CYP2C19 defines clopidogrel response in patients undergoing percutaneous neurointervention procedure


Resumen del trabajo presentado al 5th Symposium on Biomedical Research: "Advances and Perspectives In Pharmacology, Drug Toxicity and Pharmacogenetics", celebrado en Madrid del 15 al 16 de marzo de 2018.[Introduction]: Clopidogrel is a widely prescribed thienopyridine prodrug which inhibits platelet aggregation. It is prescribed to prevent atherothrombotic and thromboembolic events in patients who are given a stent implant in carotid, vertebral or cranial arteries. CYP2C19 is the most studied enzyme involved in clopidogrel metabolism. The most common CYP2C19 no function polymorphisms (*2 and *3) have been associated with hyporesponse to clopidogrel, showing lower levels of the active metabolite. On the contrary, the presence of the increased function allele (*17) has demonstrated enhanced platelet inhibition and clopidogrel hyperresponse.[Methods]: This observational retrospective study assessed antiplatelet response and clinical events after clopidogrel treatment in patients who underwent percutaneous neurointervention, related to CYP2C19 metabolizer status (normal (NM), intermediate/poor (IM-PM) and ultra-rapid (UM); inferred from *2, *3 and *17 allele determination by real-time PCR).[Results]: One hundred twenty-three patients were analysed, of which 83% had cardiovascular risk factors. The most common type of intervention was angioplasty with stent. According to the aggregation value, 58.7% of the patients were responders to clopidogrel; moreover, 4.1% required dose reduction and 12.2% change of treatment. CYP2C19 IM-PM had higher aggregation value (201.1 vs 137.6 NM, 149.4 UM, p<0.05) and lower response rate (37.5% vs. 69.8% NM, 61.1% UM), along with higher treatment change rate (25% vs. 5.7% NM, 10.5% UM). Moreover, 20% of the patients suffered from a subsequent clinical event. The highest ischemic events incidence occurred in NM (11.3% vs. 6.3% IM, 10.5% UM; p=0.358) and haemorrhagic events in UM (13.2% vs. 0% IM and 3.8% NM; p=0.041). No differences found regarding ischemic events’ onset time, while haemorrhagic events’ frequency in UM was higher with shorter onset time (p=0.047). Additionally, 53% of the patients were receiving concomitant treatment with proton-pump inhibitors (PPIs), which showed significantly higher aggregation value when compared to those not receiving PPI concomitant treatment (178.1 vs. 134.4; p=0.009).[Conclusion]: CYP2C19 no function and increased function alleles defined clopidogrel response. CYP2C19 genotyping and platelet reactivity quantification help to determine whether a patient could be at risk of ischemic or haemorrhagic event. CYP2C19 UM patients have increased bleeding risk after percutaneous neurointervention. Therapeutic recommendations should include an alternative therapeutic option in IM-PM or UM patients.M. Saiz-Rodriguez was co-financed by Consejería de Educación, Juventud y Deporte from Comunidad de Madrid and Fondo Social Europeo. D. Koller is co-financed by the H2020 Marie Sklodowska-Curie Innovative Training Network 721236 grant.Peer reviewe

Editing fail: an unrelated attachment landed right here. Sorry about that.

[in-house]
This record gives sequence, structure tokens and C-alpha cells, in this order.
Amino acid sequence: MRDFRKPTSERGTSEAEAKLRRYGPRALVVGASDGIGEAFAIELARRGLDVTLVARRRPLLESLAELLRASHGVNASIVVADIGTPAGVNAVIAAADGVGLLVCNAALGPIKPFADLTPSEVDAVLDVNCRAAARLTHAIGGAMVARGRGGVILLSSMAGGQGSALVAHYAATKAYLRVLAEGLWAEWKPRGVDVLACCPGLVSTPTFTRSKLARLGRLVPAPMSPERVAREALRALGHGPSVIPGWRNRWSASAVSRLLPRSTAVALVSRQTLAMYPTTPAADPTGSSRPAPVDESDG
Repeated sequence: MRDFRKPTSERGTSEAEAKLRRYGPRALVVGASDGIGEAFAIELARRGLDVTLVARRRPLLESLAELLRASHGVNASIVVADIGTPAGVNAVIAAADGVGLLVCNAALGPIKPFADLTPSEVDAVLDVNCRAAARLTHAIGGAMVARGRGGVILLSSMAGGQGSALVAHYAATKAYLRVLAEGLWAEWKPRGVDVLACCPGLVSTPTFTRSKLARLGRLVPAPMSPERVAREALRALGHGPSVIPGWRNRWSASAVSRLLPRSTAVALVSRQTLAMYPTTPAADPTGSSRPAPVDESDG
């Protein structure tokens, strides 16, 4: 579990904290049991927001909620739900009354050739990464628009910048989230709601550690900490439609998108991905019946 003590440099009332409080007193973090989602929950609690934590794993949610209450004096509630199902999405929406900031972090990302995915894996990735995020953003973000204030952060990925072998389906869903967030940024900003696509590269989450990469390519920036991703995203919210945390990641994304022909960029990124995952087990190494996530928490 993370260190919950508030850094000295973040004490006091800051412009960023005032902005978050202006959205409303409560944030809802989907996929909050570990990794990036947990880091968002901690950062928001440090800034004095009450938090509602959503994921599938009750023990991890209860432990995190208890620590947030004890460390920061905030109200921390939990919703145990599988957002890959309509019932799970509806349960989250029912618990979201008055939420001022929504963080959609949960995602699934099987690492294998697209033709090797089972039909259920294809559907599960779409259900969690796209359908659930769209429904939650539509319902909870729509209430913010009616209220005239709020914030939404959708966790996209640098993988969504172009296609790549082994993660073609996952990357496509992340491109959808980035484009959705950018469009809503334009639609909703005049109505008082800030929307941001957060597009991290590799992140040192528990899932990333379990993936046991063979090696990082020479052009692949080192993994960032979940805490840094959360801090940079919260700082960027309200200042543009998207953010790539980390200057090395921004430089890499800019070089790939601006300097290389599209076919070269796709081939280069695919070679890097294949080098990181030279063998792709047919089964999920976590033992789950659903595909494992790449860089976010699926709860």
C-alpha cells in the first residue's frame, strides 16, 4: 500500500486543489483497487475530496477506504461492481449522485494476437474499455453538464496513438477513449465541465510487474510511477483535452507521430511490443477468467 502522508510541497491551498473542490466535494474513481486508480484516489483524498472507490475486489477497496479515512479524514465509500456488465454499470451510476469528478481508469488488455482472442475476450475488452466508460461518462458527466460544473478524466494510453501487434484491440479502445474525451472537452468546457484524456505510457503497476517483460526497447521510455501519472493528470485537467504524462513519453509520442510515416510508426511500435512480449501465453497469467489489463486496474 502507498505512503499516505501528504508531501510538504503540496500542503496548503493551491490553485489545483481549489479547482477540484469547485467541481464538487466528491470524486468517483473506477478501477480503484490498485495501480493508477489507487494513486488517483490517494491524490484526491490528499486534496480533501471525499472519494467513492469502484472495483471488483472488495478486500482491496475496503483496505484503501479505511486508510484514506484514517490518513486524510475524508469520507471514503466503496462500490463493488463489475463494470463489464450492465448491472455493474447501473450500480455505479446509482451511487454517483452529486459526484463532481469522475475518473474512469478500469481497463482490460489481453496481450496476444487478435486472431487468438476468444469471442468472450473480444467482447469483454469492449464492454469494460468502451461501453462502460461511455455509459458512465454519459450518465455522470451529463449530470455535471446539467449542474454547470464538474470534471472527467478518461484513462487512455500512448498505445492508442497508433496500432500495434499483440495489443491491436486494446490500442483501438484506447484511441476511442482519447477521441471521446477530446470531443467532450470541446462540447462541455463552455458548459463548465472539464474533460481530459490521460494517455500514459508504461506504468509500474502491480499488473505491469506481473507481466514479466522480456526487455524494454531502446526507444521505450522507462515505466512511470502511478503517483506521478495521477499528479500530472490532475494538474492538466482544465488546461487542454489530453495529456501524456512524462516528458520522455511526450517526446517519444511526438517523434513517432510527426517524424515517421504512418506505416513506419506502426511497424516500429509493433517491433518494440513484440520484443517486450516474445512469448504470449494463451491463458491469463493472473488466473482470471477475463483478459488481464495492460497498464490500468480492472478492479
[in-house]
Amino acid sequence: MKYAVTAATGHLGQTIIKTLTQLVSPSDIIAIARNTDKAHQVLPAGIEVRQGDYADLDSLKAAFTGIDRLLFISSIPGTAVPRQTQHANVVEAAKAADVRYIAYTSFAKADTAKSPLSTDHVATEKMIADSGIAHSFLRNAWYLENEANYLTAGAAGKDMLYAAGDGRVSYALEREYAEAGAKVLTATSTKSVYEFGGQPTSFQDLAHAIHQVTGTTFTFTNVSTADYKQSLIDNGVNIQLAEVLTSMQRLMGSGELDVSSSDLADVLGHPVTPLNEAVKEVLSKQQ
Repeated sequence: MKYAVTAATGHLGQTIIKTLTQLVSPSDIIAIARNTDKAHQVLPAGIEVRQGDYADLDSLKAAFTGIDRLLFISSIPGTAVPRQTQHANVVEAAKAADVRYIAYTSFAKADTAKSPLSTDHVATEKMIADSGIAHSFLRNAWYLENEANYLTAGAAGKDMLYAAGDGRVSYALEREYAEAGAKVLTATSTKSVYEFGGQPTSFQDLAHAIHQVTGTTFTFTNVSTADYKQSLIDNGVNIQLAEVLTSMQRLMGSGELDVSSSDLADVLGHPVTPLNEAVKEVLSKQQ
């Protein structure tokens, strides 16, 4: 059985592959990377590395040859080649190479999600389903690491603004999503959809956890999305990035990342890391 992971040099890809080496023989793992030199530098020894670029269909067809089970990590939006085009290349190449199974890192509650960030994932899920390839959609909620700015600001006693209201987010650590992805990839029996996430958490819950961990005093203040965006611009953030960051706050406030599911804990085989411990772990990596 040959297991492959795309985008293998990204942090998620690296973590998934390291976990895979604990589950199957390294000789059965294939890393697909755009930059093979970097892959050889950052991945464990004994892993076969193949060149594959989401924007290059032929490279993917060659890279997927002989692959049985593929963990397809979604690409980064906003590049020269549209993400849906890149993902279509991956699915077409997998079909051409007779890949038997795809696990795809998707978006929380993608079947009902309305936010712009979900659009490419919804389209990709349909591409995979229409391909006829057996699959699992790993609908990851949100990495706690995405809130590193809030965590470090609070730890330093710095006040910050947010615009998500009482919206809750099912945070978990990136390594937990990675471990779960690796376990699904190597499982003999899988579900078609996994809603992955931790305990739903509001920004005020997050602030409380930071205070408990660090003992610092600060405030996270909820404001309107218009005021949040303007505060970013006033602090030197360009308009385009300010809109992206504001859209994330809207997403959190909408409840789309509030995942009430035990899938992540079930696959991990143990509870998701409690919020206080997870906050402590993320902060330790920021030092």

Similar works

Full text



Full text is not available time updated on 4/18/2019

This paper was published in Digital.CSIC.

Having an issue?

Is data on this page outdated, violates copyrights or anything else? Report the problem now and we will take corresponding actions after reviewing your request.